Monthly Archives: September 2016

  • 132. Top Tips Tuesday - Magnetic Pull?


    Strange that whenever on a non sailing holiday I seem to be inexplicably drawn towards the nearest boatyard, maybe looking for the abandoned boat that could be my next project? The other day, meandering through the yard at Gouvia marina, I came across a mast from a super yacht. It was fitted with four sets of enormous spreaders, each pair had built in LED spots to illuminate both the deck and the spar. As well as the ability to illuminate the complete mast it was fitted with all the bells and whistles one would need on such a big boat including these three halyard locks for the main, genoa and staysail, which, when engaged, would transfer the running rigging loads and free the large Harken winch on the mast for other duties. Perched on the top of the spar was the remains of a badly damaged Windex. To see it from the deck I think one would have needed superb eyesight or a bloody good pair of binoculars such as the Bynolyt Searanger II. Seeing these large locks brought back happy memories as the last time I played with or even used a halyard lock in anger was many many years ago on one of my International 14'S. Early twin trapeze days saw many a mast fall down, a very steep learning curve! Fortunately I was wearing my Gill bi-focal sunglasses so when I wanted to examine these super yacht locks in more detail the glasses were more than up to the job. Since Gill introduced these to the market some three years ago they have been the first bit of kit I pack when off seeking sun.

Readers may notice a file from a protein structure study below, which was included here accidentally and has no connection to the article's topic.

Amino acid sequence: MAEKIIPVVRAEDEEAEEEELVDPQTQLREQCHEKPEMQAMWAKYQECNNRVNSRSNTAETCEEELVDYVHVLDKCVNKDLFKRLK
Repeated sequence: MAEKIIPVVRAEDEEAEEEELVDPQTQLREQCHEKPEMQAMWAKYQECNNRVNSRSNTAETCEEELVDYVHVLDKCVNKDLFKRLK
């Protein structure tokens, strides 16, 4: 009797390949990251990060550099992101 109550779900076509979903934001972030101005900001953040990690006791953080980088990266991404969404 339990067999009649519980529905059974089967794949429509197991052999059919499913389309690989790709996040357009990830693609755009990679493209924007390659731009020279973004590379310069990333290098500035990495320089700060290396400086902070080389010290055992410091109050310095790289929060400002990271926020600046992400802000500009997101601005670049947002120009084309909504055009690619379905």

Casual chic has never been my forte so my 'on hols' day time dress is usually a twenty five year old tee shirt and a pair of Musto fast dry shorts, they are at least ten years old! Earlier this season I did think the shorts were on their way out as they had started to fall apart, fortunately Tear-Aid (which I wrote about in a blog the other week) came to the rescue and despite being hand washed three times these last two weeks, Tear-Aid is living up to its name with no sign of failing to hold this flimsy fabric together! Tear-Aid will be the second bit of kit I pack in the future, it has so many uses: repairing all sail fabrics from spinnaker cloth to high tech laminates, foulies, spray hood windows, inflatable dinghies, naming but a few.


  • 131. Top Tips Tuesday - Don't Believe All You Read


    My Tuesday Top Tip for this week (we're now on our Greek fact finding mission) is that one should not always believe what you read. Perhaps I should have got out and checked the parking first at the apartment we were staying at in Anthoussa before following the signs. Having driven through the 'tunnel'  and down the steep slope to the parking area I was then told to come back up and not to park there! Fortunately I didn't scratch the car as there was at least 3cm clearance on the corners, however, I now have two almost bald tyres because to get back up the slope we needed plenty of power thus loads of wheel spin and black smoke. Jeremy Clarkson would have been proud of my wheelie!

    There is no mention of this torturous route in the Greek Waters Pilot we have brought along with us as bedtime reading matter. It's an excellent read and unlike the parking sign it has my utmost confidence!

    Imray Greek Waters Pilot
  • 130. Top Tips Tuesday - Be Prepared With Boarding Ring Anti Motion Sickness Glasses